For a fuller understanding of the nature and objects of the invention, reference should be made to the following detailed description taken in connection with the accompanying drawings.
DESCRIPTION OF THE DRAWINGS
 For a fuller understanding of the nature and objects of the invention, reference should be made to the accompanying drawings, in which:
 FIG. 1 is a diagram showing an incorrect registration removal procedure due to rapid handoffs.
DETAILED DESCRIPTION OF THE INVENTION
 In wireless wide area cellular (& cellular like) systems, mobility of devices across cells served by different base stations is a major characteristic of the network. xMax networks are comprised of mobile handsets that register with base stations, which provide access to the internet via the mobile switching centre (MSC). Network planners deploy cells with overlap zones, which are designed to ensure smooth handoffs across cells. Mobile devices are capable of moving quite fast and hence can move from one cell to another within an extremely short span of time. In this case the handoff is defined as an "inter-base-station handoff" (Inter-BTS handoff). xMax handsets can handoff from one base station to another as rapidly as within half a second. Performing handoffs at such a pace poses some challenges for the network.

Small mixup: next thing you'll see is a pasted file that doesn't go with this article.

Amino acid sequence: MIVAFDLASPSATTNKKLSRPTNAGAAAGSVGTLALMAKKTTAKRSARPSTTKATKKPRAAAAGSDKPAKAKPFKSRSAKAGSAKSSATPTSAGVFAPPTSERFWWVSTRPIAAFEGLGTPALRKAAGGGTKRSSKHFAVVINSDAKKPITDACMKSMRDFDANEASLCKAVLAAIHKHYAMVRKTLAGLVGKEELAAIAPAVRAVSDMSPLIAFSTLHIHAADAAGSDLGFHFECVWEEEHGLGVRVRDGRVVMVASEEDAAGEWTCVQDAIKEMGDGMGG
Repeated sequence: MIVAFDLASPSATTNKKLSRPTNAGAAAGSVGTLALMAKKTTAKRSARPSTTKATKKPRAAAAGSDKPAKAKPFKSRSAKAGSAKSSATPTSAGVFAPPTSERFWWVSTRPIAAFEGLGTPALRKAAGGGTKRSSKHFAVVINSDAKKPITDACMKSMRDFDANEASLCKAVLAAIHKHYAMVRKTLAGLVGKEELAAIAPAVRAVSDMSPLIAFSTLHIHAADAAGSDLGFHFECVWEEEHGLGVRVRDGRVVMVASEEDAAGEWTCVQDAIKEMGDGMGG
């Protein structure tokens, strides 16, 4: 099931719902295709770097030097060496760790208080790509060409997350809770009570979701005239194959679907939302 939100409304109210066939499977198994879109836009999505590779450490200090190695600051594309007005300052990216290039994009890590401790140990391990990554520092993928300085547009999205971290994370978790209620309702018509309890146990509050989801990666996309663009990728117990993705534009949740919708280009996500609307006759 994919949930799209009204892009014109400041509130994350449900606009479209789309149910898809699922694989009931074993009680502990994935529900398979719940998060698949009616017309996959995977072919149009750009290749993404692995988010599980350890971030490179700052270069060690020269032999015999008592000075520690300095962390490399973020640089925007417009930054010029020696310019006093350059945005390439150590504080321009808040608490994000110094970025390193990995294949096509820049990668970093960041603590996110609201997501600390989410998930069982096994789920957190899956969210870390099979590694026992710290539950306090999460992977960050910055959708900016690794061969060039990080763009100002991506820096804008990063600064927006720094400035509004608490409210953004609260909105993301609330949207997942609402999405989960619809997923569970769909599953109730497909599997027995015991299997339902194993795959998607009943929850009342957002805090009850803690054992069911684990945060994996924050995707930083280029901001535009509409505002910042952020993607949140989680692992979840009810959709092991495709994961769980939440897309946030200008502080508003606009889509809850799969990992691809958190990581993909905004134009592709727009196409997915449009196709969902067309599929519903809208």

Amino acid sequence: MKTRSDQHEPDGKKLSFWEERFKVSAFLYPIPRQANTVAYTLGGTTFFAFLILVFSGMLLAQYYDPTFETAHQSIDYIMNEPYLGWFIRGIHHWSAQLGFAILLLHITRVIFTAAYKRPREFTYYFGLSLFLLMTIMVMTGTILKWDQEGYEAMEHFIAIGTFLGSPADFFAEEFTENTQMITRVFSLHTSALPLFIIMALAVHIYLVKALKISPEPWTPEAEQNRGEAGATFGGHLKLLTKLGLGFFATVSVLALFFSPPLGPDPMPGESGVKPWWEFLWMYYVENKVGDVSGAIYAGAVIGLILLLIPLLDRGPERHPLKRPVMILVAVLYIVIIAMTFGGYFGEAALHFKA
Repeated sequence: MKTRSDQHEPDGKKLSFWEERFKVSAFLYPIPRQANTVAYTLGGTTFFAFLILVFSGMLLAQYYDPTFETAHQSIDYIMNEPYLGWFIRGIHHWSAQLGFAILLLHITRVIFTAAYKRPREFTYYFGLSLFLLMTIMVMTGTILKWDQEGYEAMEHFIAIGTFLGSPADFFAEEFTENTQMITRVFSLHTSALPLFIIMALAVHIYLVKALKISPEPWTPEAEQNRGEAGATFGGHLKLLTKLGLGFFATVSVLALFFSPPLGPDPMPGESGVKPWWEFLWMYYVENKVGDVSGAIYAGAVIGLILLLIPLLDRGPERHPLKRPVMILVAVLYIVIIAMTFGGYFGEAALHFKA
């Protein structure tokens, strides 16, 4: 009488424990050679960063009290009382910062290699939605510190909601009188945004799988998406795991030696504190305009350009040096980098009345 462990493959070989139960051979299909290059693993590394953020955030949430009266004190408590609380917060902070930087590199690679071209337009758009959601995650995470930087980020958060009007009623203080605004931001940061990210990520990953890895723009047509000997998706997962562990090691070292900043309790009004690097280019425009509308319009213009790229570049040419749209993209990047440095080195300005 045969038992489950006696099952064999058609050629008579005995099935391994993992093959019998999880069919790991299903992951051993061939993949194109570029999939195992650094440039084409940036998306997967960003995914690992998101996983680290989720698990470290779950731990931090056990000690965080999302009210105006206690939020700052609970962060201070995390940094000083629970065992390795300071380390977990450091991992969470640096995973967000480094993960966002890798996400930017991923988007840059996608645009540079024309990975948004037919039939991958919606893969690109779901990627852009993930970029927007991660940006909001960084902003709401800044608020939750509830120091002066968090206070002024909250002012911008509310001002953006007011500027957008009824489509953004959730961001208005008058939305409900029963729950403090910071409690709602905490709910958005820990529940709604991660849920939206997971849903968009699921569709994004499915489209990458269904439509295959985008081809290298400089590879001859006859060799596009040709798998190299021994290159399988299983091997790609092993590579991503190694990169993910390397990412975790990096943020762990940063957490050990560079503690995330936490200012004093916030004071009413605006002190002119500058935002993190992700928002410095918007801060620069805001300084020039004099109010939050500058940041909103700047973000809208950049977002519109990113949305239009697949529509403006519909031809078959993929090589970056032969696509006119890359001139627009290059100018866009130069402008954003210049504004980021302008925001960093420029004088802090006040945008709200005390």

An Inter Base Station handoff can happen while an active media session is in progress. In this case, the router/gateway should now route the incoming media from the Internet to the new base station. Any traffic sent to the old base station will be lost thereafter. Therefore it is important to let the network know that the handset is now registered with the new base station.
 Traditional cellular networks track handsets to deliver signaling messages by the process of Paging. On the contrary, xMax networks employ a Paging-less methodology by exploiting the ARP cache of the Router at the MSC to accurately locate a handset (the exact details of this mechanism are available in a separate patent application referenced above). Whenever a handset powers up and registers with a base station, the base station informs the router which creates an entry in its ARP cache with the handset's IP address and the base station MAC address.
 During an Inter Base Station handoff this association will change to the new base station. Accordingly the new base station updates the router's ARP cache with its MAC address. In the unlikely event that this message is delayed or lost in the network, and if the Router's ARP cache entry expires within this window and issues an ARP request, it is possible that both the current and previous base station will respond. Therefore, it is vital that when a handset registers with a new base station the old base station removes the registration entry of the handset.